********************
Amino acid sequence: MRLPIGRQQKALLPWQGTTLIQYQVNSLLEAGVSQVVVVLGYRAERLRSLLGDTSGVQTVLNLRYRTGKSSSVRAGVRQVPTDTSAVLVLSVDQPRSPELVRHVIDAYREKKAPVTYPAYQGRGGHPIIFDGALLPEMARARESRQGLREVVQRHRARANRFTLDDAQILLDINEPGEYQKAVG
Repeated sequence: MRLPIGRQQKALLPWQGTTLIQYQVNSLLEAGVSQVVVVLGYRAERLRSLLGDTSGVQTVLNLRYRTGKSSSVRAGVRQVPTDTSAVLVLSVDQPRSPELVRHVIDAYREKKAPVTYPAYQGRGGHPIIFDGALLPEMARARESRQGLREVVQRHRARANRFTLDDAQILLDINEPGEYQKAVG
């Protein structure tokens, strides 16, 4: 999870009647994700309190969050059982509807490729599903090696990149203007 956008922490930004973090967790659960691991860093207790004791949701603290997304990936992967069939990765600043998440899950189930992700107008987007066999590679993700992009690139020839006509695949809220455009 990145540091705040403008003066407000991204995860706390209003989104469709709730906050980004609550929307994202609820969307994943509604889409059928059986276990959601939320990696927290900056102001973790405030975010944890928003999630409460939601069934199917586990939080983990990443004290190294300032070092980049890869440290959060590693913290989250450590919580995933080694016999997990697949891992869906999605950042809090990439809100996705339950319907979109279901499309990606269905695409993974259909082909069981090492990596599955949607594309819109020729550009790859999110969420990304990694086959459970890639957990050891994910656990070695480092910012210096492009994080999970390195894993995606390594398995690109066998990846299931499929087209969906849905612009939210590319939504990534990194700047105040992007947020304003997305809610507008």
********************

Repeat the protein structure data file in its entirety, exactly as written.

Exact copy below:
Amino acid sequence: MRLPIGRQQKALLPWQGTTLIQYQVNSLLEAGVSQVVVVLGYRAERLRSLLGDTSGVQTVLNLRYRTGKSSSVRAGVRQVPTDTSAVLVLSVDQPRSPELVRHVIDAYREKKAPVTYPAYQGRGGHPIIFDGALLPEMARARESRQGLREVVQRHRARANRFTLDDAQILLDINEPGEYQKAVG
Repeated sequence: MRLPIGRQQKALLPWQGTTLIQYQVNSLLEAGVSQVVVVLGYRAERLRSLLGDTSGVQTVLNLRYRTGKSSSVRAGVRQVPTDTSAVLVLSVDQPRSPELVRHVIDAYREKKAPVTYPAYQGRGGHPIIFDGALLPEMARARESRQGLREVVQRHRARANRFTLDDAQILLDINEPGEYQKAVG
């Protein structure tokens, strides 16, 4: 999870009647994700309190969050059982509807490729599903090696990149203007 956008922490930004973090967790659960691991860093207790004791949701603290997304990936992967069939990765600043998440899950189930992700107008987007066999590679993700992009690139020839006509695949809220455009 990145540091705040403008003066407000991204995860706390209003989104469709709730906050980004609550929307994202609820969307994943509604889409059928059986276990959601939320990696927290900056102001973790405030975010944890928003999630409460939601069934199917586990939080983990990443004290190294300032070092980049890869440290959060590693913290989250450590919580995933080694016999997990697949891992869906999605950042809090990439809100996705339950319907979109279901499309990606269905695409993974259909082909069981090492990596599955949607594309819109020729550009790859999110969420990304990694086959459970890639957990050891994910656990070695480092910012210096492009994080999970390195894993995606390594398995690109066998990846299931499929087209969906849905612009939210590319939504990534990194700047105040992007947020304003997305809610507008």